horse in desertHorses have been domesticated for many years, and from the very beginning, it was us teaching them. We attached our ropes, harnesses, saddles, and ideas onto them. We taught them what to be, think and do.

And amazingly, they went along. Horses obliged us. When we asked them to carry us just where we wanted to go — and sometimes in the most dangerous circumstances — they did. After all, horses were the very first war vehicle.

And when we asked them to carry us in the way we wanted to go, again, they did. We hitched their heads up high, and weighted their feet, so that the picture would be pleasurable to us. And still, they did.

Regardless of how absurd and even threatening our ideas may have seemed to a horse, still they obliged our desires, putting their emotions, and even very primal need for protection aside. Simply because we asked.

And now, it to them that we turn. Because they have shown us the way. Horse live in the way that we can only aspire to. They live in the moment, fully aware of their emotions, and yet, they put these emotions aside to serve us — even when it makes no sense to them.

So it is now us who learns from them. As they help us uncover the unconscious processes that drive our behavior and guide our emotional reality, they don’t struggle with knowing these things about themselves as we do. And they don’t struggle with knowing right from wrong — as we do. To a horse, there is only one way. It is the way. There is no right and wrong. There are no judgments, no confusion and no lack of humanity.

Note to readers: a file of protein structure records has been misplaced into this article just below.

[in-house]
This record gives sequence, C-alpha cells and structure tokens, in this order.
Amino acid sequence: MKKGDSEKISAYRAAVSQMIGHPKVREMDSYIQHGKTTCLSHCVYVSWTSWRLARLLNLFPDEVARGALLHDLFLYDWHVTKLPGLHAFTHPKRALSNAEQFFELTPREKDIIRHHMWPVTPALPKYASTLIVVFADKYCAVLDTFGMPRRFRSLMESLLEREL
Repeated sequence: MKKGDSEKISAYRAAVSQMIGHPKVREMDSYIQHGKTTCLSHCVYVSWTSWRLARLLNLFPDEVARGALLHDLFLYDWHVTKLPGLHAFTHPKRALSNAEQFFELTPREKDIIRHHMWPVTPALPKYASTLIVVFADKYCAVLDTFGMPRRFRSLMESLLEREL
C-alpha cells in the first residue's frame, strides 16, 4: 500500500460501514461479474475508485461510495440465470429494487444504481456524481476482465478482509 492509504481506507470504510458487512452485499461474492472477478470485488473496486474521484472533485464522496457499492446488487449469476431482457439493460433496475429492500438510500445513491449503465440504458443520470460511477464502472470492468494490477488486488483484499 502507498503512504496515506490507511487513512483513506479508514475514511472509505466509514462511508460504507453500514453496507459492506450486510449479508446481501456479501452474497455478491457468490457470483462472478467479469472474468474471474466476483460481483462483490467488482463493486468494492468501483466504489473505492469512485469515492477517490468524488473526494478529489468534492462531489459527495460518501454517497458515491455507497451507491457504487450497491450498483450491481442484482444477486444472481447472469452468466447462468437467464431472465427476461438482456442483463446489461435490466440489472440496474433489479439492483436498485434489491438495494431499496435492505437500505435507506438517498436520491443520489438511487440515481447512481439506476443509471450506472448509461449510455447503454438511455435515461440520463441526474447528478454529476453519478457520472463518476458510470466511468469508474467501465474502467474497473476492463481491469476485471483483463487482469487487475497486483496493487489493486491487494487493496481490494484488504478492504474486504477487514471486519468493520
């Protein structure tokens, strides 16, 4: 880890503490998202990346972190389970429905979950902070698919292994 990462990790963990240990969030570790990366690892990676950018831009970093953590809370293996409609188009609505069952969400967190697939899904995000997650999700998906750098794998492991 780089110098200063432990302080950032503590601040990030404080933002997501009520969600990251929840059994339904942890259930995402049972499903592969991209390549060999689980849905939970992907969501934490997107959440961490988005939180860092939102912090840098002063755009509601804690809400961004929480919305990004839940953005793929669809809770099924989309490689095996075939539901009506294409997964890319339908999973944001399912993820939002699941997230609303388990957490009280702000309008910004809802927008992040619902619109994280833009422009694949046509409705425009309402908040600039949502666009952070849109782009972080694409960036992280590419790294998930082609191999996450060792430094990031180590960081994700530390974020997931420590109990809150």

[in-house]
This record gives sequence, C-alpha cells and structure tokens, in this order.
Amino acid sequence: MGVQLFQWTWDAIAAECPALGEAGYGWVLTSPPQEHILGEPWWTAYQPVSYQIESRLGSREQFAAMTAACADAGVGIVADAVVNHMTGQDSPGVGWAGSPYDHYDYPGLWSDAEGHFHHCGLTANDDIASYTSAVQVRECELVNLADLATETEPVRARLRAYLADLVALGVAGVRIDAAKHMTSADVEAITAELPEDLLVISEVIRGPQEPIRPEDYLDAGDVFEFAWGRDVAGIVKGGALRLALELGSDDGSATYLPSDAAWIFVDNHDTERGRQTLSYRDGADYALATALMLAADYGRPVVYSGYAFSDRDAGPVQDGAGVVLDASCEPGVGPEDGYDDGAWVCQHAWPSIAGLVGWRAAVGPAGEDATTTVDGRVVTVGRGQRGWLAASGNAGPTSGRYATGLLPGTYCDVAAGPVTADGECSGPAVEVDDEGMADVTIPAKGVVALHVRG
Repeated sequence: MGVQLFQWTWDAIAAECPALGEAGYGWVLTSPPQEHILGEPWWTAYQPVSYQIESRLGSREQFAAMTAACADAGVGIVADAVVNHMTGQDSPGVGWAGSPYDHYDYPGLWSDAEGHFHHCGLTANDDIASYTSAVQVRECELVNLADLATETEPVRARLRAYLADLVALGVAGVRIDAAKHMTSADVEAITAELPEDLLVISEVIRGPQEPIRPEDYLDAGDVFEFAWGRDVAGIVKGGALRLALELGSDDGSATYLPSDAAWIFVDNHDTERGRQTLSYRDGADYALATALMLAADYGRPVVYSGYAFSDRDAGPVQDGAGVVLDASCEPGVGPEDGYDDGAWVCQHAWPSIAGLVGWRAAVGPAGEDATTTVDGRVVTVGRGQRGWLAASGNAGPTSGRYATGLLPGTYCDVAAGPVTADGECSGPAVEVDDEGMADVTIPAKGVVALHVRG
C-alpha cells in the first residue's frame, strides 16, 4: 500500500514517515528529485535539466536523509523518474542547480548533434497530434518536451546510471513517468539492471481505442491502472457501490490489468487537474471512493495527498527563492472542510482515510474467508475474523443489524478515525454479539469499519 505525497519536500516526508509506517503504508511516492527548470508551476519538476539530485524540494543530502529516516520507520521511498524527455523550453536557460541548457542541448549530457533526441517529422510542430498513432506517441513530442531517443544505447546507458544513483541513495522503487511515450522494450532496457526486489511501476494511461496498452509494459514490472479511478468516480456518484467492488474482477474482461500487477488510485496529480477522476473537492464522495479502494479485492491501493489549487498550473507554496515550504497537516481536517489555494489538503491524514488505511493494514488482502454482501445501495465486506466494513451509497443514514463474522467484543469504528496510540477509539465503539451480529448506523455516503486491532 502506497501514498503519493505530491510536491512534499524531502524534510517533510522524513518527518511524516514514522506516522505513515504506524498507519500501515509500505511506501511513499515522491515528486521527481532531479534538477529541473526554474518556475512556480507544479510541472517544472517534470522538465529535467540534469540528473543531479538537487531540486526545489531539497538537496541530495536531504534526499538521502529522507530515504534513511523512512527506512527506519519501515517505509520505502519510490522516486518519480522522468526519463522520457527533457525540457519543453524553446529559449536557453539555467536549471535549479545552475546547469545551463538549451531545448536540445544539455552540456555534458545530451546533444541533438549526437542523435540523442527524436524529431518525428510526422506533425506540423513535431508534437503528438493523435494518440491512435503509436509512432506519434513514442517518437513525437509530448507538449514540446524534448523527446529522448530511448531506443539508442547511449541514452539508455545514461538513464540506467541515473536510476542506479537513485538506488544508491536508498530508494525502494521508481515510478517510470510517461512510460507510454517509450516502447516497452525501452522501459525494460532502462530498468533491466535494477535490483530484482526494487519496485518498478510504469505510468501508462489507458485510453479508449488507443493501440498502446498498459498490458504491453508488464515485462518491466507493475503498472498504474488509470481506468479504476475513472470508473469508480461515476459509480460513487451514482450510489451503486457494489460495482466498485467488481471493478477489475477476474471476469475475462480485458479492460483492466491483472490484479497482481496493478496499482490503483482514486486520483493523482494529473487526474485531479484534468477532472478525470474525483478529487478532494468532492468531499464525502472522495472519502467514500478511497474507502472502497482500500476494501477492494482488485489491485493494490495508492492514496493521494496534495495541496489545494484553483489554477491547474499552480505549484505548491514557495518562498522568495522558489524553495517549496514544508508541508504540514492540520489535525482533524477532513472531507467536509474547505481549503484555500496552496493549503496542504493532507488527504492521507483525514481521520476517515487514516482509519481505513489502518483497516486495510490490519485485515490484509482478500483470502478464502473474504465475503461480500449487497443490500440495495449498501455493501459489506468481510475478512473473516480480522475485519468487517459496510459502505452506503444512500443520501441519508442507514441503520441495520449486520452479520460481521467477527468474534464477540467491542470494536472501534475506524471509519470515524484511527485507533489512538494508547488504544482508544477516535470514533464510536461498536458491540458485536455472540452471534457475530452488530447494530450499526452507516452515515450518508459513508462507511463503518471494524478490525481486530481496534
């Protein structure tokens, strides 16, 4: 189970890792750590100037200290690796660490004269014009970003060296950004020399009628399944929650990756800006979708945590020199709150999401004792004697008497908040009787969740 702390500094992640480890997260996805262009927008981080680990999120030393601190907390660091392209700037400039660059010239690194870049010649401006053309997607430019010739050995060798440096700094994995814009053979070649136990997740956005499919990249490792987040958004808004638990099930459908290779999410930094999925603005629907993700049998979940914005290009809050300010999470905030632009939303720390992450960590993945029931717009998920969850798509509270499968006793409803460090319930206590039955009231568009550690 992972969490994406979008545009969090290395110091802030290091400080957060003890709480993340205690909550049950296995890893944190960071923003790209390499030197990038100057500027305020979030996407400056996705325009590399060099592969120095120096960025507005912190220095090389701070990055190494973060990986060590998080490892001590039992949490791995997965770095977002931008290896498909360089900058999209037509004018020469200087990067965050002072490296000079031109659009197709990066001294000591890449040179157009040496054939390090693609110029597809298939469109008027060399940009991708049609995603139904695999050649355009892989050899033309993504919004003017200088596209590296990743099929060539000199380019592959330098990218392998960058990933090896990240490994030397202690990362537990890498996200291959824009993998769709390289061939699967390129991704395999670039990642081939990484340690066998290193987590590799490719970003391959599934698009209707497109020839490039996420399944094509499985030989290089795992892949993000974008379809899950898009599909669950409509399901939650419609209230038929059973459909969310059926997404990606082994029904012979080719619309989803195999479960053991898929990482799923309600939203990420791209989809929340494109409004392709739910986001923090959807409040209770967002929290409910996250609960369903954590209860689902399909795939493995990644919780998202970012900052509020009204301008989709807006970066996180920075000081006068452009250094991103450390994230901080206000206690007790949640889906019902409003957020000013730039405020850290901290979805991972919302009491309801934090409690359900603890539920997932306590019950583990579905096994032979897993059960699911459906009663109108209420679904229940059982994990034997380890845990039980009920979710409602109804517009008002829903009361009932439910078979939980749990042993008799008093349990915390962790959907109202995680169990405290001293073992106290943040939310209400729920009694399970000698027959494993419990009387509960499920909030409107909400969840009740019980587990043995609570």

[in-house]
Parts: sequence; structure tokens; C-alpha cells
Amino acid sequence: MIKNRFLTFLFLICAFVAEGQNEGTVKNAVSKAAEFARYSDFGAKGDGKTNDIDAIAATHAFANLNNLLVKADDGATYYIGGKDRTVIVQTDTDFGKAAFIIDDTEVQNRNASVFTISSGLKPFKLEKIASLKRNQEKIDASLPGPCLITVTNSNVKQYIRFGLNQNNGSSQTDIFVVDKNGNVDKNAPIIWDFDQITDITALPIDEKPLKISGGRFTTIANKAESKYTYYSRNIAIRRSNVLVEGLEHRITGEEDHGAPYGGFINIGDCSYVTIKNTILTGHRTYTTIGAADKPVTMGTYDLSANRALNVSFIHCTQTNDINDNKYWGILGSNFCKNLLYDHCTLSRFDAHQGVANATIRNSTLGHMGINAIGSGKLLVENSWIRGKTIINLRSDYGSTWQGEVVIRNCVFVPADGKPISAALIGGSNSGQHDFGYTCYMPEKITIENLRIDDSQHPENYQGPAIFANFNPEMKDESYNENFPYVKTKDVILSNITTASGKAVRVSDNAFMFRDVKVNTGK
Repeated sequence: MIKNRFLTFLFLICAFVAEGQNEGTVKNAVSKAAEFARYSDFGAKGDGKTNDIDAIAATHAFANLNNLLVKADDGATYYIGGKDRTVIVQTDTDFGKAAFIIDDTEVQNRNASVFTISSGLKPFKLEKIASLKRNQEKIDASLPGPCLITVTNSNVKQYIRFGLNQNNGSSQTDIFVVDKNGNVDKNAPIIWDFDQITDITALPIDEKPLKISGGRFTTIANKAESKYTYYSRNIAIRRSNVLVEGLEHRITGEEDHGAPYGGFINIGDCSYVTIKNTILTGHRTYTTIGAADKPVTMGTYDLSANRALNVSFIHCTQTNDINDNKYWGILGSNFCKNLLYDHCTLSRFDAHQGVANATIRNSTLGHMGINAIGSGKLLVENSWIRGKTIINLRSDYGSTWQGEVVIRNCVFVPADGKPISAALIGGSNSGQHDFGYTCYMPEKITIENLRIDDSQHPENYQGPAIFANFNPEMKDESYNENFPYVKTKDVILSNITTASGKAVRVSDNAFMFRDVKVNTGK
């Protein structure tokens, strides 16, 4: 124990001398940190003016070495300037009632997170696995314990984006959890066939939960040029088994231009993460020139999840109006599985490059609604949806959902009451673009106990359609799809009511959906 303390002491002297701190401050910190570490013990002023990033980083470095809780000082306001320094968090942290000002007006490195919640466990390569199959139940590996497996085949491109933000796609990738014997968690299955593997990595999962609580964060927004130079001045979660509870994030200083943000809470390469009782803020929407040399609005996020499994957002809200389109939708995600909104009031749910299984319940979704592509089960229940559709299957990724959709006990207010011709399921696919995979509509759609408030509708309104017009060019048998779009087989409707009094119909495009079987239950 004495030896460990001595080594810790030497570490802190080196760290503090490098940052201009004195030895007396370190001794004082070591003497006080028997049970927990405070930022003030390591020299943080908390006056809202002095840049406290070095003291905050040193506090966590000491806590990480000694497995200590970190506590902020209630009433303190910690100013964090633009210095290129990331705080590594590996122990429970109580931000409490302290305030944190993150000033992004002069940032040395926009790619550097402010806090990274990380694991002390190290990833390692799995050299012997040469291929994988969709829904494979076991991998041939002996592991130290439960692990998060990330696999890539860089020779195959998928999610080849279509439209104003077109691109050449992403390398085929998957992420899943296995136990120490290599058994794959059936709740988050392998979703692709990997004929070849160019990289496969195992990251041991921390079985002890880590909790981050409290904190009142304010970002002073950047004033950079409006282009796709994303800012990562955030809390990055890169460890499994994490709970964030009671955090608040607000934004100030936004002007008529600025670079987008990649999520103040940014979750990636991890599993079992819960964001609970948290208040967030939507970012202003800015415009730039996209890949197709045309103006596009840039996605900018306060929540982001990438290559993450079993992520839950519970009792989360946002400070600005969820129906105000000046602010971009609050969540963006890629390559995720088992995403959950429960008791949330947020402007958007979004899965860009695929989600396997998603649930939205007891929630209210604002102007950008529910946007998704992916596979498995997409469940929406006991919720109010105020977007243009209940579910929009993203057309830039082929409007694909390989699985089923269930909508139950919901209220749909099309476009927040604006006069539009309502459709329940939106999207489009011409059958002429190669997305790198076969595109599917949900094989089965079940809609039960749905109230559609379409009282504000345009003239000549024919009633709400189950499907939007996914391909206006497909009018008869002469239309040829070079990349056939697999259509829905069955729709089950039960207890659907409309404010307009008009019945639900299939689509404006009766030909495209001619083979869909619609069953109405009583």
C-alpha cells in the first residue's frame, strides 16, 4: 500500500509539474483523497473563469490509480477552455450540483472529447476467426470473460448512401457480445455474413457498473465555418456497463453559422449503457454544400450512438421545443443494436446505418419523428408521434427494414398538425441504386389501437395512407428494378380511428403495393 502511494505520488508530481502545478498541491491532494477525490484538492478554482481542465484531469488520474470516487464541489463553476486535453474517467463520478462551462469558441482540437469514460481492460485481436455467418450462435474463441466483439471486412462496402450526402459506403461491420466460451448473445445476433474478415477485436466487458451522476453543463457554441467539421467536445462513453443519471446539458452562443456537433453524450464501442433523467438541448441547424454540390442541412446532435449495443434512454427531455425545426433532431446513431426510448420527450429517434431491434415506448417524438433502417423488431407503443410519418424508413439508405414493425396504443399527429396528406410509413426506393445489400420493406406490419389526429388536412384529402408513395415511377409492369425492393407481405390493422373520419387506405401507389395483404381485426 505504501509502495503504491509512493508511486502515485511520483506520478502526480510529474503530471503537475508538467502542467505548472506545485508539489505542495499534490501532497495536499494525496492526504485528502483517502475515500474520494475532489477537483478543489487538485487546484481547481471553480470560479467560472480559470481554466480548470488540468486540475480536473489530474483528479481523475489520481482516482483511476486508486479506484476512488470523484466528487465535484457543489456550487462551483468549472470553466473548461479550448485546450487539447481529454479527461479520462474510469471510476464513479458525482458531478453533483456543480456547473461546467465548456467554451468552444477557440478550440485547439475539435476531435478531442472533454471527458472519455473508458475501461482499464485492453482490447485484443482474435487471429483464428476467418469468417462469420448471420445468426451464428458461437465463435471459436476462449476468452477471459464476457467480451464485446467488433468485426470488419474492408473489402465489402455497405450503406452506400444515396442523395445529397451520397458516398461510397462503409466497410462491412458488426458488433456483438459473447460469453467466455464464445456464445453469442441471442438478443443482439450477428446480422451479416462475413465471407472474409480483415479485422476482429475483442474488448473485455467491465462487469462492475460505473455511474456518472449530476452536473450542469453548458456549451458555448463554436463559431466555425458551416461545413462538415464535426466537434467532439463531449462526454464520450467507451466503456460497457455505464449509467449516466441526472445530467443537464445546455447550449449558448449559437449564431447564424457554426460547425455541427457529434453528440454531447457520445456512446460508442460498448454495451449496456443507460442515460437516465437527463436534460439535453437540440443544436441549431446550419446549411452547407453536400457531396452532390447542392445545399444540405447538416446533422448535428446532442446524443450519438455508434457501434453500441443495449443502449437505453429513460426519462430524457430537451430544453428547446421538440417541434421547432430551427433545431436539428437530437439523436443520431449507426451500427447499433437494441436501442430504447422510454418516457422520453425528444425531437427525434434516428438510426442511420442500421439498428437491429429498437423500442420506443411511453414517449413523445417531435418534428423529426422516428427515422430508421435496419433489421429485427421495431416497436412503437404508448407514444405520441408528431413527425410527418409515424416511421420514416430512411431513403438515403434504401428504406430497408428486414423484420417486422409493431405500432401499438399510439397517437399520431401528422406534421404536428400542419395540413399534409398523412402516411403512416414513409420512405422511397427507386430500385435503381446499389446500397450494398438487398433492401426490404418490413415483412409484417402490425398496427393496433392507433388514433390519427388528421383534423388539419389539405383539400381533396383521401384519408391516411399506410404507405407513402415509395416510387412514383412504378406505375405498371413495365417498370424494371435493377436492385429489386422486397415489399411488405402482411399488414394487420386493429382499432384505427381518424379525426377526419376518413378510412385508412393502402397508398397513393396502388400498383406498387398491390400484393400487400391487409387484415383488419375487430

While they may fight with one another, it is with grace. For when one horse backs down, the other backs off. And a horse that is ousted from one herd, will in a time of need, quickly be accepted into another.

And maybe this is the most important lesson that we can learn from a horse — how to treat each other humanely.

Horse in the desert photo available from Shutterstock.